As seen above, Office is now 7.1% weight in the VNQ, but some five years before Office became the troubled asset class it is today, and closer to a 15% to 20% weight depending on the quarter % lay you saw. Retail was also a massive industry commitment for VNQ at the time.

How did those huge exposures drop to 7.1% and 10.5% respectively?

You did badly.

A constant problem with market-cap weighted indices is that they chase performance. Engagement is necessarily maximum when a sector is world-leading and minimum when a sector is unpopular. This leads to a tendency to overweight the overvalued and underweight the undervalued.

After the financial crisis, Industrial was just a small part of the VNQ, but now that Industrial is king, it’s one of the larger sector exposures. As the market moves, the hunt for performance associated with market cap weighting systematically results in having less exposure on the way up and more exposure on the way down. That is, buy high and sell low. The opposite of what one should do.

This problem is not unique to the VNQ, it really is the problem with index investing in general. The passive share was much lower in 2000, but rest assured it would have been chock full of dot-com names just before the bubble burst. This is not speculation on my part. It’s just mathematical how it works.

Omission due to insignificant weight in key property types

There are 21 property types available in publicly traded companies. The VNQ only has significant involvement with about 12 of them. Some of the omitted trait types also happen to be among the strongest fundamental domains.

  • Manufactured housing is the fastest growing sector in terms of same-business organic NOI growth, but is less than 2% of VNQ (as of 3/31/22) – 1.13% Sun Communities (SUN) 0.74% Equity Lifestyle (ELS) and 0.07% UMH properties (UMH).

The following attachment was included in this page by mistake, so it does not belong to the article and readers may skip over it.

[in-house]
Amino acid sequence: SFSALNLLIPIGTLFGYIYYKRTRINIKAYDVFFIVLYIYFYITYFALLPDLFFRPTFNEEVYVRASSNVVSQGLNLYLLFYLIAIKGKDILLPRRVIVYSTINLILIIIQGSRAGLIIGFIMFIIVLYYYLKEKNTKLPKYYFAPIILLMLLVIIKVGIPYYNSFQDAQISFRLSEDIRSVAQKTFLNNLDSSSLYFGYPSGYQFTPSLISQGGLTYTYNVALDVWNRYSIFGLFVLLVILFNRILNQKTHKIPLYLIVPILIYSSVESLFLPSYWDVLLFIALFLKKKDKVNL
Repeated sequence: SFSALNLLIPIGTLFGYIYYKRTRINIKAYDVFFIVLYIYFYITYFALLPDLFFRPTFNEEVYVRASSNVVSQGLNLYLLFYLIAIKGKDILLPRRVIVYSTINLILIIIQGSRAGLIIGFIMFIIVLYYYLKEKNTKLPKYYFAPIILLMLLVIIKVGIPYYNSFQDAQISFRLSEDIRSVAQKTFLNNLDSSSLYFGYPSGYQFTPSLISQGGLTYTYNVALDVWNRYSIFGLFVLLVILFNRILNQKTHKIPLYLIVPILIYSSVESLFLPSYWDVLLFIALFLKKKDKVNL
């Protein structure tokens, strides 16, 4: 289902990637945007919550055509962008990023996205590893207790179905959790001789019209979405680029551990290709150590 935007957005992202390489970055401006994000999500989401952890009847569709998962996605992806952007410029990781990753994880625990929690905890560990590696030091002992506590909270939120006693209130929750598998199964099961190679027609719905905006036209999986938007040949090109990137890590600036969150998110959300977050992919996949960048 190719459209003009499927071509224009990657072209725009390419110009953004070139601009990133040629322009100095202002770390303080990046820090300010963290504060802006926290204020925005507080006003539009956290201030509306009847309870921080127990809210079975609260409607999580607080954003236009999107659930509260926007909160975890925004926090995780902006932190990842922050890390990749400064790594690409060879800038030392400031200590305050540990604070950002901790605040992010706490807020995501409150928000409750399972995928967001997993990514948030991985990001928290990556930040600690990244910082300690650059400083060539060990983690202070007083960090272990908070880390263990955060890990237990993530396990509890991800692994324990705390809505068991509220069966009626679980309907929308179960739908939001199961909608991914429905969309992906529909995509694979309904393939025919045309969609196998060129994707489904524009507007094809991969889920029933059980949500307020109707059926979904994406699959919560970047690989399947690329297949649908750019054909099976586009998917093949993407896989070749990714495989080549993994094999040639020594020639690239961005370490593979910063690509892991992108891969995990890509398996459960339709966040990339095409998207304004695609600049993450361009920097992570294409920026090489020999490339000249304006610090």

• Farmland is a $2.6 trillion asset class in the US but only 0.07% exposure to the VNQ via Gladstone Land (LAND).
  • Single-family homes make up the bulk of real estate by value, but make up just 2% of the VNQ — 1.33% Invitation Homes (INVH) and 0.67% American Homes for Rent (AMH).
  • Life science labs are in high demand, seeing rent increases of around 30%, yet the VNQ only has a 1.64% stake through Alexandria (ARE).

The portion of one’s portfolio that invests in a particular exposure should be based on fundamental strength, not prevalence within an index.

Random market distortion by inclusion

Most REITs are owned between 7% and 15% by Vanguard, most of which comes through the VNQ. As an example, we can consider Prologis (PLD), which is now the largest REIT.

Graphical user interface, table description generated automatically

S&P Global Market Intelligence

Vanguard owns 13%.

Once in, it’s fine, but the process of getting in can be pretty bumpy. There is a minimum size for a REIT to be included in the VNQ, and currently it’s around $600 million.

When a REIT breaks this threshold, it is often added to the underlying index in the next reporting period, and the VNQ buys a large chunk of the outstanding shares. The influx of buying against the small-cap issue’s low trading volume will fairly consistently see the price rise between 3% and 10% as VNQ takes over its shares.

As an active trader, I love this because it’s one of the most predictable price movements and it’s pretty easy to use.

However, for a VNQ investor, this is a bad thing as the VNQ may have to pay 3% to 10% above the previous VWAP (volume weighted average price) to get the shares.


While Vanguard has put together an honest and clean tool for investing in the REIT index, the index itself is flawed. I believe that the five critical points discussed above will cause VNQ to systematically underperform real estate as an asset class.